(Literary Masterpieces, Volume 8)

For half a century, Wallace Fowlie has been one of the most prolific and influential American critics and interpreters of modern French literature. He has written studies of most of the major figures of the past hundred years or so of French literature, including Arthur Rimbaud, Stéphane Mallarmé, Marcel Proust, Paul Claudel, André Gide, and Jean Cocteau. He produced the first complete bilingual edition of the poems of Rimbaud, as well as translations of poems by Maurice Scève and St.-John Perse and plays by Molière and Claudel. He has also written books on surrealism, French theater, and Dante’s Inferno (c. 1320), and in recent years has published his own poems and autobiographical writings. In 1975, Grove Press brought out a volume of letters between Fowlie and Henry Miller. These writings would be ample enough achievements, but Fowlie has also been a gifted and inspiring teacher for many years at Bennington College, Yale University, the University of Chicago, the University of Colorado, and, from 1964 to 1978, Duke University, where he was James B. Duke Professor of Romance Languages. Since his formal retirement from Duke, he has taught and lectured at a growing number of colleges and universities. Suffice it to say that he has exercised a significant influence on several generations of critics and teachers, whose love of French literature has been greatly intensified through contact with him.

Fowlie the dedicated writer, wedded to solitude, coexists with Fowlie the accessible, gregarious teacher. These and other contradictions and complexities of his personality have provided the central focus of the three remarkable volumes of autobiographical writing he has produced since the mid-1970’s—of which Sites: A Third Memoir is the most recent and most unusual. Other paradoxes of Fowlie’s temperament include—and this receives treatment here as well as in his other autobiographical writings—his profound Roman Catholic devotion in coexistence with his admitted fascination with the heretical, unorthodox, transgressive aspects of so much of modernist French culture, from literature to cinema. The Fowlie capable of identifying with the self-denial of monastic life is the same one who reports to us of what he would call his “sybaritic” indulgence in food, travel, and the arts.

In Autobiographical Acts: The Changing Situation of a Literary Genre (1976), Elizabeth Bruss asserts that the first rule of autobiography is that the autobiographer is in the dual role of serving as subject matter for the book while at the same time providing the structure of the text itself. For most autobiographical writing, chronological narrative has been the standard arrangement: a narrative, one might say, that cannot be completed. It has become a commonplace in literary theory that the narrative devices available to autobiographical writing are necessarily identical to those of prose fiction.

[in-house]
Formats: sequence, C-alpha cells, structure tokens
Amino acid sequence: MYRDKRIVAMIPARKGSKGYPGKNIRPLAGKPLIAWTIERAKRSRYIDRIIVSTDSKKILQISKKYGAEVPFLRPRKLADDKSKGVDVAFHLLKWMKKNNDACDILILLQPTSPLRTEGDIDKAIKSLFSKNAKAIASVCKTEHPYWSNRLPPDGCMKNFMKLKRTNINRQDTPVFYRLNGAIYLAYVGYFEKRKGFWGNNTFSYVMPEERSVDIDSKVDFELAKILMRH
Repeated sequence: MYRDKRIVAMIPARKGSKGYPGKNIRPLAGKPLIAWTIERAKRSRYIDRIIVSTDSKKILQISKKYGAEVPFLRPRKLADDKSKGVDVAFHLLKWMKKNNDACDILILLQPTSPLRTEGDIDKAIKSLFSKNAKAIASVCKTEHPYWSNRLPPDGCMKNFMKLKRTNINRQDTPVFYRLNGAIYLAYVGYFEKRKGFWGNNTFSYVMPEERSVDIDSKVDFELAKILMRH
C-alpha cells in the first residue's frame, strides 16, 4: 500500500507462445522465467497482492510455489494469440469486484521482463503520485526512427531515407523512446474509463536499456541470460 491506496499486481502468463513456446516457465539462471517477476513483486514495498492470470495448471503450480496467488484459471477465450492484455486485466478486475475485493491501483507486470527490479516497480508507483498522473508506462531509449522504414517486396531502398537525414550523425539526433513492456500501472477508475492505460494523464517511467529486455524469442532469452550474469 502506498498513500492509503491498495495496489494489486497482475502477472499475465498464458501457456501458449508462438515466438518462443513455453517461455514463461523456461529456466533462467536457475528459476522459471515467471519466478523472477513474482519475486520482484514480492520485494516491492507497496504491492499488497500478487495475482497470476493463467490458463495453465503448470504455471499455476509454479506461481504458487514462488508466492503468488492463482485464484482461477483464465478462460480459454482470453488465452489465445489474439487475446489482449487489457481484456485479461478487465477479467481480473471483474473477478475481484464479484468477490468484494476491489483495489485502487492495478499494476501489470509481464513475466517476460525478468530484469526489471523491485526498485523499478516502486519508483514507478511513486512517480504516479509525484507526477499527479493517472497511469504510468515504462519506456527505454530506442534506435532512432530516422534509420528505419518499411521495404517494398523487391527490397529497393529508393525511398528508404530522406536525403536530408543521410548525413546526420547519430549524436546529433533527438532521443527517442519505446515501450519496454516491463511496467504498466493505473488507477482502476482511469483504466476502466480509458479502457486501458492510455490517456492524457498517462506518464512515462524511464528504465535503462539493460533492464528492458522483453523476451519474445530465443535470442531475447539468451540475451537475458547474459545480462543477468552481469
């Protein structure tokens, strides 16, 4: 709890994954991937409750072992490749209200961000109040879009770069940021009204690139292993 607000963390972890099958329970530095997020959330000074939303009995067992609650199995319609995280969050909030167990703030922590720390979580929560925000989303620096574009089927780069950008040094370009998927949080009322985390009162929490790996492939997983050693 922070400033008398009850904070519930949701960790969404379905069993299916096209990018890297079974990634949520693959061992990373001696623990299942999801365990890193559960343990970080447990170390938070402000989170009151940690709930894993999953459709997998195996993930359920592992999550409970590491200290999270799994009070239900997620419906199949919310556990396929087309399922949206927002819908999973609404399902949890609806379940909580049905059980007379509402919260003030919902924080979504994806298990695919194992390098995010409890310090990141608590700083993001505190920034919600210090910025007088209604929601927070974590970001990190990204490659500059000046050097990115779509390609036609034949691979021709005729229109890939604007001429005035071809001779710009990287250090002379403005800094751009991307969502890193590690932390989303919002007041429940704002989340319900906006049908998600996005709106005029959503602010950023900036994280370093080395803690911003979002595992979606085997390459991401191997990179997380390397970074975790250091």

Fowlie breaks out of the pattern to which he adhered in his two earlier books of autobiographical writing by shunning the chronological narrative of the “life so far” in favor of the thematic approach suggested by the places that haunt his memory. In Journal of Rehearsals: A Memoir (1977), the reader retraces with Fowlie the steps whereby he became devoted to French language, literature, and culture, and his taking on of the dual vocation of teacher and writer. Aubade: A Teacher’s Notebook (1983) concentrated on the years at Duke University (1964 to 1978) and the friends he made there. Its title, which can be roughly translated as “dawn serenade,” refers to his lifelong habit of rising before dawn, like a monk awakening for matins or lauds, to carry out his daily task of writing. In Sites, Fowlie follows an entirely different scheme that involves episodes in his life related to specific sites that illuminate aspects of his character. In the process, Sites becomes a work that makes a real contribution to both the theory and the practice of autobiographical writing. As a lifelong reader of Proust, Fowlie knows that memory follows no coherent chronology, and, like Proust, he makes the relationship between his writing and his life the central drama and recurring motif of his text. The essay “On Writing Autobiography” begins Sites in a thoughtful manner that calls the reader’s attention to the pitfalls of writing autobiography and acknowledges its quasi-fictional, constructed...

(The entire section is 1828 words.)

Sites Bibliography

(Literary Masterpieces, Volume 8)

Kirkus Reviews. LIV, November 15, 1986, p. 1699.

The New York Times Book Review. XCII, July 6, 1987, p. 15.

The Sewanee Review. XCV, January, 1987, p. R2.